A belated happy new year!
We went away for Christmas and New Year, and now that school is fully back into the swing of things, it's time to kickstart this blog for 2011.
Yes, I am still alive and fully functional. I am still going about my business, doing my best to assistant language teach here in Shimanto. And the Japan journey continues, day by day.
I'll write another blog entry to talk about our family trip to New Zealand, complete with a few photos. But right now, there are two things I want to talk about. The first is a little story.
It all started on Saturday night, this past weekend. The temperature dropped ever so low and white flakes had begun drifting down as the evening wore on. Our hot water heater had just been repaired that day, so it was as dry as Tutankhamun's face. We were forced to vacate the premises in order to wash, so after dropping the kids off at their grandparents', Mika and I went to an onsen out in Hiromi; a town in Ehime prefecture that we have visited on occasion.
The snow continued throughout the night and we were greeted in the morning with a white blanket that covered everything in sight. Getting to church was ok, as we had parked the car down at the hospital parking lot the night before and we drove carefully along the icy road.
But driving home was a different story. As we came around a corner, the car started to slip on some ice. Too late to do anything, we slipped out of control and the car spun and crashed into the guard rail.
Everyone was fine, but the poor car now needs some cosmetic repair work done. We trust God for the finances to get done what needs to be done. We are thankful that no one was hurt and that the car is still functional. It is hopefully going to be repaired this week, as Mika is going to call back the garage where we are getting it fixed.
So that was our little ordeal on the weekend. The hot water pipes freezing over a couple of days in a row are minor compared to filling out a police report over a car accident.
The second thing I want to address in this blog entry is a collection of comments I just submitted to a survey regarding English teaching and learning here in Japan. It is a survey being conducted by a fellow ALT here in Kochi prefecture. Her goal is to "keep the enthusiasm for language learning from primary school going all through middle and high school."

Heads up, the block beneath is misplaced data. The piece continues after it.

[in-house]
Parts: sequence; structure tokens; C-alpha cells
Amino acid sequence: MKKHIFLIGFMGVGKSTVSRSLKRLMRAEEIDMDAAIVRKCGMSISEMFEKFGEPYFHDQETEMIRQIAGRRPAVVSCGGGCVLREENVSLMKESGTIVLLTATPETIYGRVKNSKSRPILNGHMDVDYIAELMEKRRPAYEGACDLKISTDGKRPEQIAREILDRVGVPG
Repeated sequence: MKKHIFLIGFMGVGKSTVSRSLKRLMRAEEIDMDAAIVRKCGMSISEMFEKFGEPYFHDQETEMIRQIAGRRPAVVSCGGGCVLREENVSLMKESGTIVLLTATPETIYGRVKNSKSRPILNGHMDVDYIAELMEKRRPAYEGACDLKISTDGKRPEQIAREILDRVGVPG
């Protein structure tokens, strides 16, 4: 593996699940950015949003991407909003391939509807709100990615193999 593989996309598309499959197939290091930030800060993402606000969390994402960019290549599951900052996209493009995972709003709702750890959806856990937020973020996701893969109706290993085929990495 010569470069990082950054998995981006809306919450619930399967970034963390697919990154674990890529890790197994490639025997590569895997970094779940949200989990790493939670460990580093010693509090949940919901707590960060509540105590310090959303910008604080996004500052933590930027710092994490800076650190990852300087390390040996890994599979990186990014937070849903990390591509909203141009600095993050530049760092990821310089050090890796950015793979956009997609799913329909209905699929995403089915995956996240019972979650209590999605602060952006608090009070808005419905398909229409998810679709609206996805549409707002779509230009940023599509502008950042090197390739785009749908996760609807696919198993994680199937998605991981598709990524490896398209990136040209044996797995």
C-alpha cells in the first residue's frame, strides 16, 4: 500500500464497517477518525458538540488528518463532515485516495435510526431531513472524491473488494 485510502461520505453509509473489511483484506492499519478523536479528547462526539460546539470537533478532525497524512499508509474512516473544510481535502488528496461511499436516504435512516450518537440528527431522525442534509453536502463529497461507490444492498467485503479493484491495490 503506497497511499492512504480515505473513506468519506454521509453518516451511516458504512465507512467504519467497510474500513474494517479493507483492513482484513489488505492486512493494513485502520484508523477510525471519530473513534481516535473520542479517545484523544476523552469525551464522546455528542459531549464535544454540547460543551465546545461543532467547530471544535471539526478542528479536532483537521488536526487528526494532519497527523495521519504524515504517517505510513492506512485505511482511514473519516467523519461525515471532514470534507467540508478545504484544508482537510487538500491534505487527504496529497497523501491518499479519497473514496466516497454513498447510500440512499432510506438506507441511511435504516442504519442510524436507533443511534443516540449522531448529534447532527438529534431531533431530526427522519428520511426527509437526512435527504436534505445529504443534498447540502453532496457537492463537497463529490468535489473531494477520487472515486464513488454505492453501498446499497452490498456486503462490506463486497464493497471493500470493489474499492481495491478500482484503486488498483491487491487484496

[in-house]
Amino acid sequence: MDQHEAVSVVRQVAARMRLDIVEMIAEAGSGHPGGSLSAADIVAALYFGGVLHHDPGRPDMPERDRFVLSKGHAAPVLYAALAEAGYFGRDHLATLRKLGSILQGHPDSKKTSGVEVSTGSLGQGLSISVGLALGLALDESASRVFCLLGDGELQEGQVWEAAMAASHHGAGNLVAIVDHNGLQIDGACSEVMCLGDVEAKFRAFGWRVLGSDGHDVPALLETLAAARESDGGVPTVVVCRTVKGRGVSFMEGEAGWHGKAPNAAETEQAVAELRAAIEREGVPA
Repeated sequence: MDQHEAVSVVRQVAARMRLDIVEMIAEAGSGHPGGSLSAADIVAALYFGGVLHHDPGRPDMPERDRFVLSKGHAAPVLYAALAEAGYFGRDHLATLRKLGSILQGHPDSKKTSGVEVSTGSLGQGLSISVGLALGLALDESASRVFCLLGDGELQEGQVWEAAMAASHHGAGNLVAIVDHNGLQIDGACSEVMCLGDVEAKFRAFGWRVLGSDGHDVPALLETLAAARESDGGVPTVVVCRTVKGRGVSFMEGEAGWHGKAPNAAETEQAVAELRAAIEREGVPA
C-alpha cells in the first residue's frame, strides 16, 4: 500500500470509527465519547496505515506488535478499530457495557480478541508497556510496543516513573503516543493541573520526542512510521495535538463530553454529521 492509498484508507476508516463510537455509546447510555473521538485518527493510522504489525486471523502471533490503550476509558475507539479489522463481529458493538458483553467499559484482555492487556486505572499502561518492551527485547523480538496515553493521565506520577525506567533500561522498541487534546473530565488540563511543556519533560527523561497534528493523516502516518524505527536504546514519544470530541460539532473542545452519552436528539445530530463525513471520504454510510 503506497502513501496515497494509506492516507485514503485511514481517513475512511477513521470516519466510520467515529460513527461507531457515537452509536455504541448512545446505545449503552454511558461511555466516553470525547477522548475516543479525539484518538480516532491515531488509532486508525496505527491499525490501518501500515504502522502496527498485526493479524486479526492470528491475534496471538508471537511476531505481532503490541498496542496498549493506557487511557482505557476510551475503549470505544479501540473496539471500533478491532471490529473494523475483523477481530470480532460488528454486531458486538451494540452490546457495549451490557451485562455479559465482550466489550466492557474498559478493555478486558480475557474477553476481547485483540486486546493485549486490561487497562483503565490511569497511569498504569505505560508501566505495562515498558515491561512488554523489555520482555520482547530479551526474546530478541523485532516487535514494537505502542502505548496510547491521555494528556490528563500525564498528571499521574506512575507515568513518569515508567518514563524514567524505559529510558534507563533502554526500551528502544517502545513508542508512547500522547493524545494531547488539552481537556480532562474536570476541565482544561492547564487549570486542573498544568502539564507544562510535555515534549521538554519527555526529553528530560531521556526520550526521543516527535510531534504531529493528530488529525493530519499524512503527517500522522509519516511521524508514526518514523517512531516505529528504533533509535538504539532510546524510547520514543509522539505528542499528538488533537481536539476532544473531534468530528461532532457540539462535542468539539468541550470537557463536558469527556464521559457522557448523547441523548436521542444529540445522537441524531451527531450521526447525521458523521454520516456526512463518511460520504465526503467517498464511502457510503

You can find the survey here.
Here is what I submitted. I have changed the titles slightly. Note that I only wrote about "middle" school (chuugakkou), even though the issues surrounding classroom English teaching are tied into more than one level of academia.
Good points about the way English and other cultures are approached
We have the freedom to talk about almost anything regarding our culture and things from our home country. There is an open mindset regarding foreign cultures, as students find the "different" to be interesting, no matter how disinterested they are in practising any sort of spoken English.
Limiting points about the way English and other cultures are approached
There is little room for simply a cultural interaction approach. It is mostly work, work, work.
Students are not encouraged to speak English outside of the classroom. For those that don't have any sort of interest in the subject or find the academic approach to be boring, they struggle and get left behind and by the time they leave "middle school", they may have developed a hatred for foreign languages - due to the difficulty of learning and effort required to make progress, and the current classroom approach to learning.
Learning English in the classroom is limited. Students are not given enough freedom early on to realise that languages learned within the classroom don't need to be all repetition and grammar. It often feels confined, and even though repetition and group work are both good, Japanese schools seem to hang onto the past and not move forward at a pace that keeps up with advancements in the synergy between learning and teaching.
How can these limiting factors be improved upon?
It's difficult to say how anything could be done differently. If students are shown at primary school level that there is more to learning anything in the classroom than working out of a textbook and "learning" by rote - including foreign languages - and are given real examples - really shown - why they are learning English and how it can impact them: then that is a start and a good launching pad for entering chuugakkou.
Feeding more life into English class is getting away from the preaching and lecturing followed by repeating and scribing approach. But how that life is fed into English class is a metamorphosis that takes a lot of thinking, a lot of effort, and a willingness for teachers and possibly the entire education system to accept and adapt.
My overall opinion about the way English and other cultures are approached
The cultures themselves are approached with interest. Anything foreign is unique - and unique is good. It broadens the students' world view and shows them that they are not alone here with their language and their culture and sub-culture.
If language and culture can be tied in together a lot more, then more students are likely to find that motivation that they need to embrace the language associated with any given culture.
It was hard to put into words or to pinpoint the problems surrounding the current methodologies and systems in place for teaching English in the classroom. Cultural exposure is one thing; tying in culture and language and really encouraging students to embrace something so foreign is an ongoing struggle.